Last week, reporter St. John Barned-Smith went to cover his first execution. "You'll never be the same," one anti-death-penalty protester warned him outside Texas's Walls Unit prison, where James Garrett Freeman would be put to death for killing a Texas game warden in 2007, when he was 26. "I'd be lying if I didn't admit I was nervous about witnessing my first execution. I kept wondering what it would be like and thinking about my own mortality," Barned-Smith writes in the Houston Chronicle, where he describes the steps he took in advance of the execution itself: talking to other game wardens, Freeman's defense team, the parents of the murdered game warden, and—the most difficult call of all—Freeman's dad.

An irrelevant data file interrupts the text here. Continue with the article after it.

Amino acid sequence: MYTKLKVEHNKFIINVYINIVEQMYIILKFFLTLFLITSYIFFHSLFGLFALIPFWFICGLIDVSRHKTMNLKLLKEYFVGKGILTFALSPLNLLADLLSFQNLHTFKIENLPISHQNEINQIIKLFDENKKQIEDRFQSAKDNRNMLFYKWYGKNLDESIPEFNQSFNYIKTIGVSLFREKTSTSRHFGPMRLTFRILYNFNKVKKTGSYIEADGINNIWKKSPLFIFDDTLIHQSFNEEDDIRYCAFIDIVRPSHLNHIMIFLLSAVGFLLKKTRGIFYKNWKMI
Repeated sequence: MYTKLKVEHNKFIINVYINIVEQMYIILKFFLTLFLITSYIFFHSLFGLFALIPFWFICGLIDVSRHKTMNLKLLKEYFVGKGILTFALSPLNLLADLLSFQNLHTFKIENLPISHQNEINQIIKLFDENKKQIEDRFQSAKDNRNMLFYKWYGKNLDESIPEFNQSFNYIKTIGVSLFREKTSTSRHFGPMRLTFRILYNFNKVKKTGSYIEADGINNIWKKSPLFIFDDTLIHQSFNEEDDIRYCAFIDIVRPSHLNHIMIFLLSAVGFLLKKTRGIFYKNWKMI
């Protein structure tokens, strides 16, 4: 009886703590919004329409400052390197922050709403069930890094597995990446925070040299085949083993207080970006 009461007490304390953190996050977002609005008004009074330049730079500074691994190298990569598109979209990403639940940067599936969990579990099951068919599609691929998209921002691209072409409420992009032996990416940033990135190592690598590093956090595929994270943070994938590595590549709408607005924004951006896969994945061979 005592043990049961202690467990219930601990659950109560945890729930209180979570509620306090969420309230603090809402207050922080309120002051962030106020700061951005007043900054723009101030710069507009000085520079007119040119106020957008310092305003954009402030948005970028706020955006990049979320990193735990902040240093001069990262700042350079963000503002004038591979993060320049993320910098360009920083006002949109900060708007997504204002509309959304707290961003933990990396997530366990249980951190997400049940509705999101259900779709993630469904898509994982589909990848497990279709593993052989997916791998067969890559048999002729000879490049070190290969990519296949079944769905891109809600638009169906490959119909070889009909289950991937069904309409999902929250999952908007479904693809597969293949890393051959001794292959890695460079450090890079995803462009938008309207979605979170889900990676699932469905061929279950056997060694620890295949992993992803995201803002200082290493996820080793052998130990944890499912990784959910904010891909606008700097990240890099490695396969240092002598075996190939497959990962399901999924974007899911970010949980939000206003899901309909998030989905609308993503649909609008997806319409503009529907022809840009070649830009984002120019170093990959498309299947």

Barned-Smith describes how "surreal" it was to stand crammed into the viewing area with "the men whose colleague he'd killed and [who] wanted him dead," all while Freeman's family stood, devastated, in another room. "There was a weird, medical feeling to the whole thing" as he watched Freeman, strapped to a gurney, decline to give any last words before the execution drugs were pumped into him via IV. "I wondered at the terror he must be feeling" in the moments before the drugs were injected, as well as what the warden must be thinking as he presided over the execution. After Freeman's eyes closed and he made a slight gasping sound before his breathing slowed and stopped, "I could feel my heart pounding. It was bizarre and strange, and at the same time, surprisingly anti-climactic." Click for his full column. (Read more execution stories.)